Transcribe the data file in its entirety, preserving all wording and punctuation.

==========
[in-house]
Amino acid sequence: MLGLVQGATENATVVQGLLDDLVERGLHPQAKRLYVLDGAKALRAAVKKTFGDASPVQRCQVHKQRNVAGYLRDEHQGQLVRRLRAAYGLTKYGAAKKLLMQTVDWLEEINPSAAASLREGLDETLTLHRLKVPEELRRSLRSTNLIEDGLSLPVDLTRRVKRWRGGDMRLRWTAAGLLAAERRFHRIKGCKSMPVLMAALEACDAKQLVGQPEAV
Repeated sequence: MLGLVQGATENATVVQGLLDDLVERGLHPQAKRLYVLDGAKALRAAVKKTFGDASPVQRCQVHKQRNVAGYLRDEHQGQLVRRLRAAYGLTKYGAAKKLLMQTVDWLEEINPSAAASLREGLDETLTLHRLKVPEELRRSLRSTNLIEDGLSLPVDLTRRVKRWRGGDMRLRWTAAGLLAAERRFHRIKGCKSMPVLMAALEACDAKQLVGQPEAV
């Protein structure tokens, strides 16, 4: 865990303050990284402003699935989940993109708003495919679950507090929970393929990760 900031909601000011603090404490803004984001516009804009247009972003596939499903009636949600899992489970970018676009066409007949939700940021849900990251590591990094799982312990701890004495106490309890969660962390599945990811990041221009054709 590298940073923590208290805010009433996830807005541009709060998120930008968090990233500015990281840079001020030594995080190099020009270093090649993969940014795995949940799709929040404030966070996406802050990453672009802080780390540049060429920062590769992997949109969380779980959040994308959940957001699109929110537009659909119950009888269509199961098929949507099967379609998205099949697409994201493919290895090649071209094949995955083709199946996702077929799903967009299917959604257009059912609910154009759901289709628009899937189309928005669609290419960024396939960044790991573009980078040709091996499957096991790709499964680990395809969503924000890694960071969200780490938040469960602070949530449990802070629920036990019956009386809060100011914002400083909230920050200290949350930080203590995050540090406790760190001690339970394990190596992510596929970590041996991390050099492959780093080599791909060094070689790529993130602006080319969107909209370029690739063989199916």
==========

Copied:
[in-house]
Amino acid sequence: MLGLVQGATENATVVQGLLDDLVERGLHPQAKRLYVLDGAKALRAAVKKTFGDASPVQRCQVHKQRNVAGYLRDEHQGQLVRRLRAAYGLTKYGAAKKLLMQTVDWLEEINPSAAASLREGLDETLTLHRLKVPEELRRSLRSTNLIEDGLSLPVDLTRRVKRWRGGDMRLRWTAAGLLAAERRFHRIKGCKSMPVLMAALEACDAKQLVGQPEAV
Repeated sequence: MLGLVQGATENATVVQGLLDDLVERGLHPQAKRLYVLDGAKALRAAVKKTFGDASPVQRCQVHKQRNVAGYLRDEHQGQLVRRLRAAYGLTKYGAAKKLLMQTVDWLEEINPSAAASLREGLDETLTLHRLKVPEELRRSLRSTNLIEDGLSLPVDLTRRVKRWRGGDMRLRWTAAGLLAAERRFHRIKGCKSMPVLMAALEACDAKQLVGQPEAV
């Protein structure tokens, strides 16, 4: 865990303050990284402003699935989940993109708003495919679950507090929970393929990760 900031909601000011603090404490803004984001516009804009247009972003596939499903009636949600899992489970970018676009066409007949939700940021849900990251590591990094799982312990701890004495106490309890969660962390599945990811990041221009054709 590298940073923590208290805010009433996830807005541009709060998120930008968090990233500015990281840079001020030594995080190099020009270093090649993969940014795995949940799709929040404030966070996406802050990453672009802080780390540049060429920062590769992997949109969380779980959040994308959940957001699109929110537009659909119950009888269509199961098929949507099967379609998205099949697409994201493919290895090649071209094949995955083709199946996702077929799903967009299917959604257009059912609910154009759901289709628009899937189309928005669609290419960024396939960044790991573009980078040709091996499957096991790709499964680990395809969503924000890694960071969200780490938040469960602070949530449990802070629920036990019956009386809060100011914002400083909230920050200290949350930080203590995050540090406790760190001690339970394990190596992510596929970590041996991390050099492959780093080599791909060094070689790529993130602006080319969107909209370029690739063989199916």